MADELAINE Leech has worked in production design for 29 years, but has never filmed a show in her home town... until now.

The designer’s latest project is Grace, the ITV adaptation of Sussex-based author Peter James’ award-winning crime novels.

The drama, which stars John Simm in the lead role as detective Roy Grace, will adapt the first two stories in the series – Dead Simple and Looking Good Dead.

Filming is due to start this month after it had to be put on hold earlier this year due to coronavirus.

The Argus: Production designer Madelaine Leech, who grew up in BrightonProduction designer Madelaine Leech, who grew up in Brighton

Peter James himself has said he “could not be happier” that the whole production is being shot in and around Brighton, and for Madelaine, who grew up in the city, Grace is a project which is especially close to her heart.

She said: “We really want to show all the different aspects of Brighton, from including images of the seafront and the countryside all the way from Shoreham to Peacehaven.

“We are giving it a good showcase and taking in the sights of Sussex – it’s not just indoors all the time.

“There has been filming down here before, on police drama series Cuffs for example – but I think this project is unique as the whole production is being shot here.

The Argus: Part of the series will be filmed at the Van Alen building in Marine Parade. Photo: GooglePart of the series will be filmed at the Van Alen building in Marine Parade. Photo: Google

“We’ve been using local artists, painters and craftsmen and I’m trying to source as many props locally too.

“The feedback from places like second hand shops has been so supportive, as everyone knows Peter James down here.

“It’s a really lovely project to work on.”

Madelaine studied interior design at Brighton Polytechnic in the early 1990s – now the University of Brighton – and went on to work as a set designer for BBC shows including Absolutely Fabulous and The Generation Game, before moving on to drama series such as Endeavour and Vera.

As a production designer it is her job to get inside characters’ heads and to conjure up the world they would inhabit... right down to the paintings on their walls.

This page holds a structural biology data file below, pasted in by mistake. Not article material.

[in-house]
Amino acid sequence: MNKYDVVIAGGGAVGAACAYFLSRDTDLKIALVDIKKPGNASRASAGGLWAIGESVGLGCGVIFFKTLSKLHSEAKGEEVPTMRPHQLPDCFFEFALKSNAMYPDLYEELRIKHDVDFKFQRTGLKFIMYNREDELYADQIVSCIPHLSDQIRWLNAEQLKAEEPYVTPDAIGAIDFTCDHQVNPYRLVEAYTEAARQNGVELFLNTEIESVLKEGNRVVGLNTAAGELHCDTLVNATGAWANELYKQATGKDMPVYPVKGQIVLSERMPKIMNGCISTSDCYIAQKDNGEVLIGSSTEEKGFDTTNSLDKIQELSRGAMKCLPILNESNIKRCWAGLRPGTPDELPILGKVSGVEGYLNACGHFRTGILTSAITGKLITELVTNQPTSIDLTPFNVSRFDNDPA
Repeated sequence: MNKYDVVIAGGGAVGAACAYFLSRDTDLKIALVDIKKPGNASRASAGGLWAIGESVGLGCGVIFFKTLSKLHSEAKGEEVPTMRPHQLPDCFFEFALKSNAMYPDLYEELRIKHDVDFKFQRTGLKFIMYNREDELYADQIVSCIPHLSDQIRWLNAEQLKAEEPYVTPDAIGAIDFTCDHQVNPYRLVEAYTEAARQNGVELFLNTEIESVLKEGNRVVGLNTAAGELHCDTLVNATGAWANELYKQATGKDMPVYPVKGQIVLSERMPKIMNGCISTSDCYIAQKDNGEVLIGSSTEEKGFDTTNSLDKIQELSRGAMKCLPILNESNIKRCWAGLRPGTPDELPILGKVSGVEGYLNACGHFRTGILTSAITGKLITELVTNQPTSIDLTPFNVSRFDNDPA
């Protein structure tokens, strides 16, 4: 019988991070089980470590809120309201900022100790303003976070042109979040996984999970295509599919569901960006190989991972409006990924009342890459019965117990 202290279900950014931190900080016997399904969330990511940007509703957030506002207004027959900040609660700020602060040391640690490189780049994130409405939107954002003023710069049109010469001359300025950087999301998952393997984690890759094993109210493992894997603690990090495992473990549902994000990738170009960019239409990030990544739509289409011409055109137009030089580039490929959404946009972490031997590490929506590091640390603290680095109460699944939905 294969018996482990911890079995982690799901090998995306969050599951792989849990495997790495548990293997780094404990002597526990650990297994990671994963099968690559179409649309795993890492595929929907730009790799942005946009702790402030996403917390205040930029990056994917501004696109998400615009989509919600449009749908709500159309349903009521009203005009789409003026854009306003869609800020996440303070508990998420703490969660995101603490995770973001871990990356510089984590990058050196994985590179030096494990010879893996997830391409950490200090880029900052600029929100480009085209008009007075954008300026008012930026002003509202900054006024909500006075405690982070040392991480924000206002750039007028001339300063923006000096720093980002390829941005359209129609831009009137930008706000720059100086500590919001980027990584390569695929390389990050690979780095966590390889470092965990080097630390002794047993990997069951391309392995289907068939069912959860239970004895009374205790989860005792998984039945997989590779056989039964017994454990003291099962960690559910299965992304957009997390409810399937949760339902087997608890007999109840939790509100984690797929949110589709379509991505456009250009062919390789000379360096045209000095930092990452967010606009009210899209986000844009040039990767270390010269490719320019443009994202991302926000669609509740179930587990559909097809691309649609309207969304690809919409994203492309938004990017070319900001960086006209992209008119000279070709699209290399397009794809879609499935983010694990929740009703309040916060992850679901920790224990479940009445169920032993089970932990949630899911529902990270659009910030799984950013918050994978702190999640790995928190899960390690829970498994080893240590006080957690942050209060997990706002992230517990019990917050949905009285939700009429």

The Argus: Looking Good Dead, Peter James' second book. His first two will be dramatised Looking Good Dead, Peter James' second book. His first two will be dramatised

She said: “It’s the best job.

“You can go into someone’s house and age it and make it look disgusting. It’s so much more exciting than putting up wallpaper and adding some cushions.

“All of the interior spaces are very important and you have to get the environment right for the character, but I still have an overall view of the exterior spaces too.

“My remit is not only building sets, organising and dressing props – it’s anything from vehicles to animals to food.

“If it’s not an actor, it’s down to me.”

For Grace, Madelaine read all the books in preparation and was able to use the lockdown period to gain inspiration.

She has been busy sourcing and crafting props such as a severed finger and plenty of weapons suitable for the police drama.

Madelaine said: “I have to think, what sort of sofa would this person have?

“Everyone sees things in a slightly different way. I find it really interesting nosing around people’s houses and trying to figure out what they do.

“Roy Grace’s house was very important.

“You have to know where the character is coming from and where he is going.

The Argus: John Simm will star as detective Roy GraceJohn Simm will star as detective Roy Grace

“The viewers who have read the first book will know there’s an interesting predicament for one of the characters, which our team had to build. But I don’t want to give the game away.”

Part of the challenge for Madelaine is to get the right balance between making the set look authentic, but not distracting for the viewer.

Although Peter James’ first book was published in 2005, the series will be set in the present day.

The Argus: Author Peter JamesAuthor Peter James

Madelaine said: “As technology has moved on so quickly in 15 years we’ve had to update things a bit.

“We want the sets to be believable, so nothing will be too in your face.

“It’s more subtle but there is a colour palette running through it.

“Although it is all very considered we don’t want it to look that way, so that you really get into the story.”